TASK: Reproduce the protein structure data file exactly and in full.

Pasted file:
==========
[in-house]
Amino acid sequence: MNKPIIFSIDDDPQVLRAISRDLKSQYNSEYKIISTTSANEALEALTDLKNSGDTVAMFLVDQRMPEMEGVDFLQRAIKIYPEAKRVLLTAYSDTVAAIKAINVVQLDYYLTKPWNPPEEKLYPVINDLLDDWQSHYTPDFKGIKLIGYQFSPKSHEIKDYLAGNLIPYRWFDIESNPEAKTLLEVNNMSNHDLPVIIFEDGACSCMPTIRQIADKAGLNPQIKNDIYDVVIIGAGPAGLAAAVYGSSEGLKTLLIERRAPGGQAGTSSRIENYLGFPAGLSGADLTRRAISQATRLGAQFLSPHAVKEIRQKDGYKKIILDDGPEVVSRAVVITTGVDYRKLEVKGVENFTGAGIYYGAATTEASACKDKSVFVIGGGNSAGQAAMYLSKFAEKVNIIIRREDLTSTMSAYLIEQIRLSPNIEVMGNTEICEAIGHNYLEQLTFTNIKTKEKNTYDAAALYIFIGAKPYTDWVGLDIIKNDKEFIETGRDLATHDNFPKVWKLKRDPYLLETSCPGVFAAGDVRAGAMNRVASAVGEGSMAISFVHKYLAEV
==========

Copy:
[in-house]
Amino acid sequence: MNKPIIFSIDDDPQVLRAISRDLKSQYNSEYKIISTTSANEALEALTDLKNSGDTVAMFLVDQRMPEMEGVDFLQRAIKIYPEAKRVLLTAYSDTVAAIKAINVVQLDYYLTKPWNPPEEKLYPVINDLLDDWQSHYTPDFKGIKLIGYQFSPKSHEIKDYLAGNLIPYRWFDIESNPEAKTLLEVNNMSNHDLPVIIFEDGACSCMPTIRQIADKAGLNPQIKNDIYDVVIIGAGPAGLAAAVYGSSEGLKTLLIERRAPGGQAGTSSRIENYLGFPAGLSGADLTRRAISQATRLGAQFLSPHAVKEIRQKDGYKKIILDDGPEVVSRAVVITTGVDYRKLEVKGVENFTGAGIYYGAATTEASACKDKSVFVIGGGNSAGQAAMYLSKFAEKVNIIIRREDLTSTMSAYLIEQIRLSPNIEVMGNTEICEAIGHNYLEQLTFTNIKTKEKNTYDAAALYIFIGAKPYTDWVGLDIIKNDKEFIETGRDLATHDNFPKVWKLKRDPYLLETSCPGVFAAGDVRAGAMNRVASAVGEGSMAISFVHKYLAEV